• Buzzed Driving Is A Halloween BooBoo…Or Worse

    • It’s just plain scary to drink and drive. This Halloween, remember that Buzzed Driving is Drunk Driving.
      • In 2012, almost half (48%) of all motor vehicle traffic fatalities on Halloween night (6 p.m. October 31 to 5:59 a.m. November 1) involved a drunk driver. In 2012 alone, 26 people were killed in drunk-driving crashes on Halloween night.
    • These numbers from the National Highway Traffic Safety Administration (NHTSA) reveal that drunk driving is more prevalent on Halloween compared with the rest of the year.
    • You should be terrified of what could happen if you drink and drive.

    • Haunted houses and spooky costumes are nothing compared to the scary consequences of drunk driving. One minute, you’re celebrating with friends in costumes, and the next minute you’re sitting in the back seat of a police car or riding to the hospital in an ambulance. Even if you’ve only had a little to drink—you have a lot to lose.

    • Buzzed Driving is Drunk Driving, and drunk driving is illegal. The legal and financial costs of driving while impaired can be significant. Drunk drivers often face jail time, the loss of their driver’s license, higher insurance rates, and dozens of other unanticipated expenses ranging from attorney fees, court costs, car towing and repairs, and lost wages due to time off from work.

    • What’s worse is that the consequences of drinking and driving could be taking someone else’s life or your own. Every year in America, thousands of people are killed by the selfish, preventable decision to drive drunk. In 2012, there were 10,322 people killed in drunk-driving crashes—a third of all crash fatalities.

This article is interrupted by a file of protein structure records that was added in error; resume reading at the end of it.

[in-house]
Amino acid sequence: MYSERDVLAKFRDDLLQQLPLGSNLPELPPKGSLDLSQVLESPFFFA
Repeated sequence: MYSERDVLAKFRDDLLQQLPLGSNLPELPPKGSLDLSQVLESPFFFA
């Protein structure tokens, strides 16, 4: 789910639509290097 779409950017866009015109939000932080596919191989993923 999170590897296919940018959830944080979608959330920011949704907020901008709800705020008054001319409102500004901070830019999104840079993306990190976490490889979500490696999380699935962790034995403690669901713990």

• The minimum legal drinking age is 21 years. Young people (ages 21-34) make up the largest group of drunk drivers in fatal crashes. Even more shocking: in 2012, almost a fifth (18%) of the drivers under age 21 in fatal crashes were drunk, which is illegal in every State.

    • Imagine the devastating consequences of drunk driving and the possibility of taking someone’s life. It doesn’t have to be a reality. Designate a sober driver. Before the Halloween parties begin, plan a way to safely get home at the end of the night.

    • Always designate a sober driver, even if you only plan to “have a few.” Buzzed Driving is Drunk Driving.

    • If you are drunk, take a taxi, call a sober friend or family member, or use public transportation.

    • Use your community’s sober ride program, [insert your local sober ride specifics here].

    • If you see a drunk driver on the road, do not hesitate to contact local law enforcement. It is your business—you could save a life.

    • If you’re at a Halloween party and see someone who is about to drive or ride drunk, take their keys and help them find a safe ride to where they are going. If the person says they’re not drunk, just remind them that Buzzed Driving is Drunk Driving.

    • For more information visit: www.TrafficSafetyMarketing.gov.

     

    posted to Cedar Street Times on October 29, 2014

    Topics: Front PG News

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